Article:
keep climbing, rocket higher, clamber up,
knock loose the shale of your misconceptions,
but some days it is hard not to dwell in
the knuckles’ ache of whatever bad news

unfolds and flits and flits from screen to screen.
Some days the smell of chalk dust betrays us.
Some days the scent of lilac spells despair.
Some days, children, I want to build with you

a world less rickety, spinning slower,
jagged and pinkish at the horizon,
ricocheted with uncompromised shining,
an orchard inside a seed the wind clips out

into the heart of the heart of a field,
which is the endless golden field inside
your own wild, shrewd, dubious, strange, greening,
teenage hearts and lungs exhaling amen,

and blessing me now in my middle age.
As gorgeously unseen as the new moon,
we’ll sing from the apple’s interior;
together, children, we will choir these bones.

Poets Respond
April 13, 2017

[download audio]

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Dante Di Stefano: “I teach 10th and 12th Grade English. This poem is for my students during National Poetry Month.” (website)

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February 22, 2015

Dante Di Stefano

ELEGY FOR PHILIP LEVINE

If you’re old enough to read this you know
what work isn’t; it isn’t in poems
or in the screed a screen door delivers
when it opens and bangs shut on your thoughts
of childhood. You might even agree that
the opening salvo of “West End Blues”
matters more than anything you could write
in seven lifetimes, but so what, my friend.
Out of burlap sacks, out of kiss my ass,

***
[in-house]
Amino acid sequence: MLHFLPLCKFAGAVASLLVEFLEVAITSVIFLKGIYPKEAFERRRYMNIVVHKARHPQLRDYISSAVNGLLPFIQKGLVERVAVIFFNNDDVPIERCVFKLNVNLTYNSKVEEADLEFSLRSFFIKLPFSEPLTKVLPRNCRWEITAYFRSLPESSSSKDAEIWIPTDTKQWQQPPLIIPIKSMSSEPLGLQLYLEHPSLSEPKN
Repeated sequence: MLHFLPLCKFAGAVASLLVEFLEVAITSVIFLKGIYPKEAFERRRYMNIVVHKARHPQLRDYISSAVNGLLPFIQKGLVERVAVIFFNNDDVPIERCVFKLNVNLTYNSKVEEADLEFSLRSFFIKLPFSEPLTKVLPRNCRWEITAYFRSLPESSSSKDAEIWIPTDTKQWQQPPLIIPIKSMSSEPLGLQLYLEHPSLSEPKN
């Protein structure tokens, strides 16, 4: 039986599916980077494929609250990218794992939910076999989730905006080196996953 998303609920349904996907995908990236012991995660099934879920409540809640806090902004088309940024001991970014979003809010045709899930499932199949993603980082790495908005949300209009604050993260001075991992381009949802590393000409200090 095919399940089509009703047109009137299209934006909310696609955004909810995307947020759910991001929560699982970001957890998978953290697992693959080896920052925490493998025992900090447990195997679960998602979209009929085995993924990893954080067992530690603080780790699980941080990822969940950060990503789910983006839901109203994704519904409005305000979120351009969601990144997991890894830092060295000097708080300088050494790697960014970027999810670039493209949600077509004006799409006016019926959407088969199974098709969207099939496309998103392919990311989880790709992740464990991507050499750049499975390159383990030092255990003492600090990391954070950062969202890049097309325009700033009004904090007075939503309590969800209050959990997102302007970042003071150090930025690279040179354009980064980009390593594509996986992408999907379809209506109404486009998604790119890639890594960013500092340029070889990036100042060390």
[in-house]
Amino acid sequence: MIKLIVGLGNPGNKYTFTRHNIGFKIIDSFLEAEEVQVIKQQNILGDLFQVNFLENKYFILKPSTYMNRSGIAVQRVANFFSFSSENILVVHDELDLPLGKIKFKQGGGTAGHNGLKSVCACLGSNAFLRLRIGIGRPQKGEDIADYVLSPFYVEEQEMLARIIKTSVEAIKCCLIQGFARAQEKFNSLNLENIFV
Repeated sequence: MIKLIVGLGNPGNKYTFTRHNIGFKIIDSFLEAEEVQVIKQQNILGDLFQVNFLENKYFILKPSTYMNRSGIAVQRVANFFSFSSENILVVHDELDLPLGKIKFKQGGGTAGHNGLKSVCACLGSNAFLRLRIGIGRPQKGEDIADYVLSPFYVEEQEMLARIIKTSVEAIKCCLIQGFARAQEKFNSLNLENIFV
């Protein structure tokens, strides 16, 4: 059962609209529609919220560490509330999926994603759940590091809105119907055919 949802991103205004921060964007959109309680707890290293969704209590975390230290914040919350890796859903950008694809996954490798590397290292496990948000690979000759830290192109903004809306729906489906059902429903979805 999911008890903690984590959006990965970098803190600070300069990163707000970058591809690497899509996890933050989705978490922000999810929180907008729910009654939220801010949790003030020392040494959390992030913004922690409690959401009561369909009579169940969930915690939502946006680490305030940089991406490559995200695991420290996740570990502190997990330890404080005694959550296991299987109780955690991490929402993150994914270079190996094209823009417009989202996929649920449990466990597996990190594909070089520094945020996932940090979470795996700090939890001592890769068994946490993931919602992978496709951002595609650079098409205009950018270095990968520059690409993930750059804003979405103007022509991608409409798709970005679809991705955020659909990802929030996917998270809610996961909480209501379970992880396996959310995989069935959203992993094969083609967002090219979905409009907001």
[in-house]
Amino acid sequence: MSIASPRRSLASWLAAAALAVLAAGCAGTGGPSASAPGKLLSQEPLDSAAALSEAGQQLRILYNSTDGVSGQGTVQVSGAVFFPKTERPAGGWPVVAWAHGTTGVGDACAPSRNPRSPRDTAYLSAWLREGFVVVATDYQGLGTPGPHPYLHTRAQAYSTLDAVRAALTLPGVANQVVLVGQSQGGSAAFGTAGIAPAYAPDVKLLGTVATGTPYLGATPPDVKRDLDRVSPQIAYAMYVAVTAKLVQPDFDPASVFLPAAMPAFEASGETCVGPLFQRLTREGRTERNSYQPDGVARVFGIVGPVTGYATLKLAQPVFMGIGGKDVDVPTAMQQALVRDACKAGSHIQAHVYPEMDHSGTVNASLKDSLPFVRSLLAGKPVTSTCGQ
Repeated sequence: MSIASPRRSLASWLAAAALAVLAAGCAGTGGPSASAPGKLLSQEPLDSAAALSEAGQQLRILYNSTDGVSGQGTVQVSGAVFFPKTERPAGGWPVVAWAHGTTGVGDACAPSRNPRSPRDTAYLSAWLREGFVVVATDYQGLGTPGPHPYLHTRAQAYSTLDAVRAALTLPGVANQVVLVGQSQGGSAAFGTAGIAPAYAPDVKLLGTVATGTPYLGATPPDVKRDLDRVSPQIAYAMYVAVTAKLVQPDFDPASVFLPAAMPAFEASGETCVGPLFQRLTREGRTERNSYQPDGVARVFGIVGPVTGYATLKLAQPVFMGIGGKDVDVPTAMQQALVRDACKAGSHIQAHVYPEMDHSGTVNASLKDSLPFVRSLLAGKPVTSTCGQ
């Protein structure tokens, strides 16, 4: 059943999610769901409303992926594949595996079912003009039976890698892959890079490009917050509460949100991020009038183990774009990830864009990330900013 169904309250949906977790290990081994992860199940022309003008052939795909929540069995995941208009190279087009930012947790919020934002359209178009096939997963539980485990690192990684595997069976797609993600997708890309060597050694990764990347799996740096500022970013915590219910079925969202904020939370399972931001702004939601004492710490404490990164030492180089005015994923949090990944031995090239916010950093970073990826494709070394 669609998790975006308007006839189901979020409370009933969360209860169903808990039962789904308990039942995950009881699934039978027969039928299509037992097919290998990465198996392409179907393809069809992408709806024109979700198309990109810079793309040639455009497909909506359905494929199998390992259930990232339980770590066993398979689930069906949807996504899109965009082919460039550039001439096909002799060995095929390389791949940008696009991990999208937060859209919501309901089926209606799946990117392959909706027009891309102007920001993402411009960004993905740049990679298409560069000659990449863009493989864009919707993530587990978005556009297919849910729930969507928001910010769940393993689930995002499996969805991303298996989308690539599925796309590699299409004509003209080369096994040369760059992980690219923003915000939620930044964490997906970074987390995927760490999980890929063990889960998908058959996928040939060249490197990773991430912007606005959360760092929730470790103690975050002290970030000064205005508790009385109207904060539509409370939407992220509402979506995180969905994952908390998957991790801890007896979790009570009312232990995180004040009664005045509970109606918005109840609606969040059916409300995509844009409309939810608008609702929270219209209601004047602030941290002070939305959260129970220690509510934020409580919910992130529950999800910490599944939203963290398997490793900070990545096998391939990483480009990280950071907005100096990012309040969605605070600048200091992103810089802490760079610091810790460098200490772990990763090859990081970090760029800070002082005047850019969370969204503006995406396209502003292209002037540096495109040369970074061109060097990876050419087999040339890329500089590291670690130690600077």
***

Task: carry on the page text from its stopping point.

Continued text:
we say goodbye as the factories close,
and our amber waves of grain have become
yellow lines in a Wal-Mart parking lot.
However your life unfolded, it was
an enormous yes, gathering milkweed,
sweet will, winter words, dust, and red carnations
to scatter on the graves of dictators
as an imprecation and a warning.
Now America shackles amendments
to tailpipes and all the bluebirds’ windpipes
are cut to whistling so long or “Dixie.”
Our love, your rose’s many thorns, the dew
that won’t wait long enough to stand your wren
a drink, the no one who listened to wind
speak its new truth to the moon—all are gone,
jacketed in a guttural moan off
the coast of a distant Ellis Island.
What actually took place is now lost
in the mythologies of families,
yoking stories to the dinner table,
aproning them there into immense sails,
beat in time to the pulse felt at the wrist.
We’ll never waken on a world again
where your Detroit of ’48 will be
carried and transmuted—those oily floors,
those fathers departed in fifth autumns,
those torn into light and underbellied
in stone, those cartwheels into early dusk
now become a poem with no ending.

Poets Respond
February 22, 2015

[download audio]

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Dante Di Stefano: “I hope that there will be many poems that honor the memory of Philip Levine, who died on February 14th. This is my one.”